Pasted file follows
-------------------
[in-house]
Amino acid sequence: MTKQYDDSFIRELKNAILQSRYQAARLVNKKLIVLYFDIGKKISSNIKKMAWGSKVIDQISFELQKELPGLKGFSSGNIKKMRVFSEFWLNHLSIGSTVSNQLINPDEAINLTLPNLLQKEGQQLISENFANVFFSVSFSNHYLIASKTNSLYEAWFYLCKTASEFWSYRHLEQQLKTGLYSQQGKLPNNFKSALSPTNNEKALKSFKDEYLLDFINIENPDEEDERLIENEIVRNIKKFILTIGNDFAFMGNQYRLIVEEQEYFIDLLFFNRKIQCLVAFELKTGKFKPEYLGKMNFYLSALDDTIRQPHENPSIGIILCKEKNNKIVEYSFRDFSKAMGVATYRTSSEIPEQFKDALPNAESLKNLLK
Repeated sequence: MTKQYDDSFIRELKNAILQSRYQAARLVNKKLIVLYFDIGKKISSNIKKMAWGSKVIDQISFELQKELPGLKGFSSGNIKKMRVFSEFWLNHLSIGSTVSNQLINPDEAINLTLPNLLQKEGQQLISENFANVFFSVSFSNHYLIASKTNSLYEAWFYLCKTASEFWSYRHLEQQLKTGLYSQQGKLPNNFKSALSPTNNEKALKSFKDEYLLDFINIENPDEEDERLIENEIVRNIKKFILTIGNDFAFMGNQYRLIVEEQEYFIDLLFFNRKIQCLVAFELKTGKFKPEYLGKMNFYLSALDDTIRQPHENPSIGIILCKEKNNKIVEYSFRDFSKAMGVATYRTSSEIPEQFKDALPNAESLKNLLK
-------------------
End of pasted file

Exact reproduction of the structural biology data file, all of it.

[in-house]
Amino acid sequence: MTKQYDDSFIRELKNAILQSRYQAARLVNKKLIVLYFDIGKKISSNIKKMAWGSKVIDQISFELQKELPGLKGFSSGNIKKMRVFSEFWLNHLSIGSTVSNQLINPDEAINLTLPNLLQKEGQQLISENFANVFFSVSFSNHYLIASKTNSLYEAWFYLCKTASEFWSYRHLEQQLKTGLYSQQGKLPNNFKSALSPTNNEKALKSFKDEYLLDFINIENPDEEDERLIENEIVRNIKKFILTIGNDFAFMGNQYRLIVEEQEYFIDLLFFNRKIQCLVAFELKTGKFKPEYLGKMNFYLSALDDTIRQPHENPSIGIILCKEKNNKIVEYSFRDFSKAMGVATYRTSSEIPEQFKDALPNAESLKNLLK
Repeated sequence: MTKQYDDSFIRELKNAILQSRYQAARLVNKKLIVLYFDIGKKISSNIKKMAWGSKVIDQISFELQKELPGLKGFSSGNIKKMRVFSEFWLNHLSIGSTVSNQLINPDEAINLTLPNLLQKEGQQLISENFANVFFSVSFSNHYLIASKTNSLYEAWFYLCKTASEFWSYRHLEQQLKTGLYSQQGKLPNNFKSALSPTNNEKALKSFKDEYLLDFINIENPDEEDERLIENEIVRNIKKFILTIGNDFAFMGNQYRLIVEEQEYFIDLLFFNRKIQCLVAFELKTGKFKPEYLGKMNFYLSALDDTIRQPHENPSIGIILCKEKNNKIVEYSFRDFSKAMGVATYRTSSEIPEQFKDALPNAESLKNLLK